Ireland becomes second country in the world to declare climate emergency

Ireland becomes second country in the world to declare climate emergency

IRELAND has declared a climate and biodiversity emergency, becoming just the second country in the world to do so.

The Dáil made the decision on Thursday evening after an amendment to a parliamentary climate action report gained cross-party support.

The Fianna Fáil motion passed without a vote as it was agreed to by both the Government and opposition parties.

The move follows a decision by the UK Parliament to declare a national climate emergency back on May 1.

It also comes as EU leaders put action on climate change at the top of the agenda in the next five years.

Eight European countries – France, Belgium, Denmark, Luxemburg, Netherlands, Portugal, Spain, and Sweden – have proposed that a quarter of the entire EU budget be spent on fighting the issue.

But speaking at a major EU summit in Romania last night, Taoiseach Leo Varadkar said Ireland was unlikely to be able to sign up to the scheme.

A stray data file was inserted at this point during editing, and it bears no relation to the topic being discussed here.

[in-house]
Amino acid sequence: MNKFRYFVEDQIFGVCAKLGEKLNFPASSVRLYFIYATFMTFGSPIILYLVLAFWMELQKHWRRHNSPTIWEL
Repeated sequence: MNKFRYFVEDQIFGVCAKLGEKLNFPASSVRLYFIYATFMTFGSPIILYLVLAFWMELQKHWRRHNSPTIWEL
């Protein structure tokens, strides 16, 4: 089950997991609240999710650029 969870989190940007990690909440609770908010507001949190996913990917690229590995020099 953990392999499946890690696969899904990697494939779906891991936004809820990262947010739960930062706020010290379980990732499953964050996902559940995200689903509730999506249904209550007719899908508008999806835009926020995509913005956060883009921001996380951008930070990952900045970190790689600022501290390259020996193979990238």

"We support the intent behind it but we've a difficulty signing up to more targets for 2030," he said.

"Our CO2 emissions are falling by about 7 percent a year, we still think it will be very difficult for us to meet the 2030 targets".

Reacting to the Dáil's decision, 16-year-old climate change activist Greta Thunberg tweeted: "Great news from Ireland!! Who is next?"

Fine Gael's Hildegarde Naughton, who is chairwoman of the Oireachtas Climate Action Committee, welcomed the news as "an important statement" but added "action now needed".

She said the Minister for Climate Action Richard Bruton would bring further proposals to the Dáil and she looked forward to working "with all parties and none" to scrutinise them.

Mr Bruton said climate change had "rightly" been described as the greatest challenge facing humanity.

"We're reaching a tipping point in respect of climate deterioration," he said.

"Things will deteriorate very rapidly unless we move very swiftly and the window of opportunity to do that is fast closing."

Fianna Fáil's Climate Action spokesman Timmy Dooley, who moved the successful amendment, said: "Unless we cut emissions significantly by 2030, the consequences will be dire.

"Biodiversity loss is an existential threat that is fundamentally linked to the climate crisis and Ireland's response is similarly lacking."

Green Party leader Eamon Ryan also welcomed the development, but warned that "declaring an emergency means absolutely nothing unless there is action to back it up".

He added: "That means the Government having to do things they don't want to do."